One of the main methods of social housing delivery is turnkey acquisitions.
This can be done in several ways. Firstly, the housing association or local authority may agree to purchase the completed units at a pre agreed price. Secondly, each development above 10 units is subject to Part V obligations which requires the developer to assign some portion of the new development as social housing. The third way is through the purchasing of additional units above developer’s Part V obligations on new build schemes and unfinished estates, while maintaining and creating sustainable communities.
The approved Housing Association can enter into contract to acquire the units prior to completion but the agreed acquisition price will not be paid until the units are complete and ready to be handed over. Negotiation on the final design and specification can occur during the development period between the contractor / developer and the Approved Housing Association who may determine that unless certain amendments to the proposals are made that it will not be possible to enter into Contract.
Historically, the answer was for the State to build Social housing and to lease these at almost nominal rents to those who could not afford to become owner-occupiers. At one time, half the housing output of the construction industry was for council housing, but that stopped when the State turned off the money tap.
No substitute process was put in place and the seeds of the current crises were sown. Many are calling for that old process to be restored but that is impractical for two reasons. Firstly, an absence of the required State funding and, secondly, the inability of councils to build up their design and management teams to the scale required to turn out 10,000, or 20,000 houses each year.
For the councils to ramp up staff and use the contractor method of procurement would take years. So, we need to change our housing procurement process to release the energy and inventiveness of our construction industry.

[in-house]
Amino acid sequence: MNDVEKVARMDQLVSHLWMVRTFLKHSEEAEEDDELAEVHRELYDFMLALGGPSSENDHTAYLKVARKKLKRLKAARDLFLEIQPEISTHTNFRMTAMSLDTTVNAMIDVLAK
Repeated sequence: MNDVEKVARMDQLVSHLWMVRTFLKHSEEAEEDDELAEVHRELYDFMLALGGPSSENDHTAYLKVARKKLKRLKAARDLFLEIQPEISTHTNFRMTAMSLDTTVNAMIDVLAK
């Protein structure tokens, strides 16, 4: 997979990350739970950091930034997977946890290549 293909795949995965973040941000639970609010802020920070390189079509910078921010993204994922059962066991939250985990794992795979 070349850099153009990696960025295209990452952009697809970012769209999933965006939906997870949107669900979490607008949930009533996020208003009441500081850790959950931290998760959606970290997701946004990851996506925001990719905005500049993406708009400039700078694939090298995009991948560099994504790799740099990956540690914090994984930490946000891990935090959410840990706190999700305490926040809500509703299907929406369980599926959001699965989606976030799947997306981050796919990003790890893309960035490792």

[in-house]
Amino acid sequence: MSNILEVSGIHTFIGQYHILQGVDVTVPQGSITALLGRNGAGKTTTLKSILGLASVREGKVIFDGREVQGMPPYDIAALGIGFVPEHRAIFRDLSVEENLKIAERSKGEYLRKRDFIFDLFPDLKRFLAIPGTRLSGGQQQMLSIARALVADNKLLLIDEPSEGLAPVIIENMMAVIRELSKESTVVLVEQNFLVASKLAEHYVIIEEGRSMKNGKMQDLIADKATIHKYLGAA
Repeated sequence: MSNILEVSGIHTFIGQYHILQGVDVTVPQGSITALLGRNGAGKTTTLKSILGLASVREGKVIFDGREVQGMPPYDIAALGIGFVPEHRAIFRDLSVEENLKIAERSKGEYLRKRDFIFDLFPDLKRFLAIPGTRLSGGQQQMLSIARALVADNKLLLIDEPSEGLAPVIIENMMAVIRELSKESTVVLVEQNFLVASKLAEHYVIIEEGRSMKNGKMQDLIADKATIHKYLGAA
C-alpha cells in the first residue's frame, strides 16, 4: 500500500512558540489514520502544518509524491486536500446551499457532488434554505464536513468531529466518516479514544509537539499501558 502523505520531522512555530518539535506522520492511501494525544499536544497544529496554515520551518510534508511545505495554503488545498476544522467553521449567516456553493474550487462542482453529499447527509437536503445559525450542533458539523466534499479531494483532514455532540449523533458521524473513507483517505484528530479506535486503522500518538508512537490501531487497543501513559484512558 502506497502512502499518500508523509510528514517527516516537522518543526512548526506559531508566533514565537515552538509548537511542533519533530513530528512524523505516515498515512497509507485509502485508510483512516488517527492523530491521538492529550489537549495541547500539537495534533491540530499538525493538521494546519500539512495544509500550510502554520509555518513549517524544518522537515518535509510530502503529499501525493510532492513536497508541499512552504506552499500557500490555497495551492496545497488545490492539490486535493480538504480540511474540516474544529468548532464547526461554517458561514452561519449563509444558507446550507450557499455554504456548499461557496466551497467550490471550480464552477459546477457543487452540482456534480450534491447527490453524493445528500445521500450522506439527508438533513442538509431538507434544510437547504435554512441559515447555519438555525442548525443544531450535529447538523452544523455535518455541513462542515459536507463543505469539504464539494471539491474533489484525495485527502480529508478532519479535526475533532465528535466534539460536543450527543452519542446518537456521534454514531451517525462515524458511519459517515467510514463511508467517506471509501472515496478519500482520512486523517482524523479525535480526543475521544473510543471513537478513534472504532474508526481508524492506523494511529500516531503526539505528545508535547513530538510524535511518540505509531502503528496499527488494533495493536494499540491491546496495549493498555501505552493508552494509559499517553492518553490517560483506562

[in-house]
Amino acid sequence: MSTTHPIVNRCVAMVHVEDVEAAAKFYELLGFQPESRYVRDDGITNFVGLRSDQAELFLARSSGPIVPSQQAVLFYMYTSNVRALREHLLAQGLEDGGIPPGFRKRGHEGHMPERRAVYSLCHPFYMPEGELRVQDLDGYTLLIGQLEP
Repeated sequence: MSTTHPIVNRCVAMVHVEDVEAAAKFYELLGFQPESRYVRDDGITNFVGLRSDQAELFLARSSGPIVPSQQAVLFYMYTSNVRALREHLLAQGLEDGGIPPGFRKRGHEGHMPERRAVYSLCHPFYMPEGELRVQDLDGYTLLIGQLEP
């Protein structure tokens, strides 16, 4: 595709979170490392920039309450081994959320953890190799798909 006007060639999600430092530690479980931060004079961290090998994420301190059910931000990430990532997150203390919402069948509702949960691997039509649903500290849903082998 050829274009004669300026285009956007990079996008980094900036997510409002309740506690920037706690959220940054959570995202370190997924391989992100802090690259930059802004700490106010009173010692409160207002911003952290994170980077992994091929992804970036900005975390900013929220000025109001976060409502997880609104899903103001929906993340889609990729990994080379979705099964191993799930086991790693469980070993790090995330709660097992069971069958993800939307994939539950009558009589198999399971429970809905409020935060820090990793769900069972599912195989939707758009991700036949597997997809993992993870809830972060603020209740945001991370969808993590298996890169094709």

The traditional speculative developer is carrying four separate risks as follows:
- The risk of getting planning permission and other regulatory approvals;
- They have to finance the land purchase usually over a period of years while securing planning permission;
- They have to construct the houses and infrastructure at a viable cost;
- They are dependent on a purchaser being able to afford the house.
In the UK and Europe, in between the contractor and speculative developer approach lies a third procurement model that is ideal for providing high volumes of houses at affordable prices. It is known as the “‘Turnkey” approach. It is used extensively by UK housing associations and by large investors. The core difference in approach is that the four risks of development outlined above are managed and mitigated by spreading those risks among the stakeholders.
Here’s an example to illustrate the clear benefits of this process:
Landowner A wishes to sell his land and believes that planning permission and services will be available for a housing development. He comes to an arrangement to sell his land to a Turnkey developer B, but the deal is subject to B securing planning permission that B then applies for using his specialist professionals.
Meanwhile, an investor or housing association C, seeking to acquire finished housing on a Turnkey basis is willing to commit to buy the completed houses.
Developer B enters a Turnkey contract to sell the completed houses and offsets his buyer risk. A deal gets agreed and documented and the risks go to the parties best suited to take them.
The landowner A takes the planning risk (for which he receives a higher land price). The investor C takes the risk of the being able to find occupiers. That leaves only the construction risk for B. By specialising only in this niche part of the housing market, B builds up a high degree of expertise both in design and in achieving economies of scale.
Generally, such arrangement works well but they do need skilled management. Here at Social Housing Co. we can provide this skilled management as well as helping identify and construct agreements with the landowner, developer and the Housing Association.